"He's not going to admit it, but you can see the different body language," said Bowa, Abreu's former manager with the Phillies. "He used to feel like he let everybody down because he didn't drive the run in or he didn't get the big hit. He wants to do that, but he also realizes that there are other guys who can do it."
The distance between the Yankees' Spring Training facility in Tampa and the Phillies' Clearwater home is less than one hour by automobile, but it has proven to be worlds away for Abreu.
Overshadowed by the likes of Derek Jeter, Alex Rodriguez and Jason Giambi, Abreu is pleased to operate in relative anonymity as he prepares for the upcoming season.
"It's nice," Abreu said. "It's a different mentality. You know you're going to have a chance to be in the playoffs, and this is what it's all about. I'm looking for a World Series ring, and this team is going to give me a lot of chances to win."
Abreu seemed to respond almost immediately to the July 30 deal, in which the Phillies traded him and the late Cory Lidle to the Yankees in exchange for four Minor League prospects.
A .277 hitter at the time of the transaction, Abreu batted .330 with seven home runs and 42 RBIs in 58 games for New York, enthusiastically approaching his first taste of postseason baseball.
The performance was not unexpected, Bowa noted.
"He realized he's surrounded by a lot of good players," Bowa said. "If he took an 0-for-4 [with the Phillies], he felt like he let the team down. Here, if he goes 0-for-4, he already knows there's a bunch of guys in this lineup that can pick him up."
Flash back one year, though, and Abreu was not nearly in as good spirits. He was the last Phillies player to report to Clearwater, and his belated arrival became a large story because of already-swirling trade rumors.
Bowa was not the Phillies' manager then, having been replaced by the more low-key Charlie Manuel. Still, the current Yankees third-base coach said he could always see Abreu grinding his teeth over each missed opportunity.
"He felt like if he didn't get any hits, [the Phillies] weren't going to win," Bowa said. "Every year, he carried the brunt of it. If he didn't hit, we didn't score runs. Over here [with the Yankees], we're going to score. He knows this lineup is laden with real good players."
With uncertainty circling his status in Philadelphia, Abreu's ultimate relief wouldn't come for several months. Once it did, Abreu said his New York experience made it worth the wait.
"It was a little tough," Abreu said. "There were a lot of rumors and that sort of stuff, but finally they made the decision [to trade me]. It was fine for me. It gave me the opportunity to play on a winner."
Abreu said that slotting in as a part of the Yanks' powerhouse lineup -- which led the Major Leagues last season with 930 runs scored -- relieved some of the pressure and allowed him to better focus on contributing to the team's success.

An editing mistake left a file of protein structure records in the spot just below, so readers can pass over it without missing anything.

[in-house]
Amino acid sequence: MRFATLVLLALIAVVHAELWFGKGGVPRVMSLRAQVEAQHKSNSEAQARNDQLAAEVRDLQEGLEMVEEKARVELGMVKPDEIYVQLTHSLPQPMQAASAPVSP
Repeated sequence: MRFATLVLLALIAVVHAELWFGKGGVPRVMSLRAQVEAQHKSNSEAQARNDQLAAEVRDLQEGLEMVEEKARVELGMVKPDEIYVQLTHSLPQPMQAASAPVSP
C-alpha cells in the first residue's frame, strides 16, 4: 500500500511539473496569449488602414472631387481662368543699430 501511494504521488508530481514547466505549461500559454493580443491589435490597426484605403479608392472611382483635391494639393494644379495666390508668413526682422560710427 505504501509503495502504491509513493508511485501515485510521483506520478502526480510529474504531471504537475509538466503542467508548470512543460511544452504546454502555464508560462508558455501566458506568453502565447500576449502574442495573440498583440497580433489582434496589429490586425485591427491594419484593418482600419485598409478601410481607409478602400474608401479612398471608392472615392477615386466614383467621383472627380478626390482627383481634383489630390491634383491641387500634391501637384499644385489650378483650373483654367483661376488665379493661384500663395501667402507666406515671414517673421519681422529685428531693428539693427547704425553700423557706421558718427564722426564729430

"Everyone in this lineup is a star," Abreu said. "Back on the Phillies, I was 'The Man' -- the one everyone pointed to over the years. It's a good thing to be here, because sometimes you'll make a mistake, and you can deal with that. On the other side [with Philadelphia], when you made a mistake, everybody pointed at you."
Yankees manager Joe Torre said that Abreu has meshed well with the team's clubhouse culture and attitude.
Though Abreu is perhaps no longer a prototypical power-hitting right fielder -- he hit just 15 home runs last season, down from 24 in 2005 and 30 in 2004 -- Torre is pleased by Abreu's patience and willingness to work walks, which contributed to Abreu's .419 on-base percentage in 2006.
"His style certainly fits in very comfortably, as far as I'm concerned, with what we'd like to believe we're about," Torre said. "Instead of knocking the cover off the ball and beating up people, we'd like to be able to methodically score runs.
"The way he's situated in the lineup, wherever it is, he's a plus. He [can] get up there in a situation where they pitch to him, and if he's going to swing at it, he's no slouch. He's a legitimately good hitter."
With his services as a team spokesman no longer in heavy demand, Abreu has taken to quietly tutoring some of the younger Yankees farmhands. His locker neighbor this spring is 18-year-old Jose Tabata, a Venezuelan prospect who has drawn physical comparisons to a young Manny Ramirez.
Abreu spoke extensively with Tabata on Wednesday in Spanish, and said that the promising outfielder has been quizzing the veteran on all aspects of life in the Major Leagues.
"I'm trying to give these young guys as much as I can," Abreu said. "Whenever they ask me for something, I'm very happy and open to them to help them and give them the best advice that I can. Some of them are going to be All-Stars one day, and I hope they'll do the same thing for the young guys someday."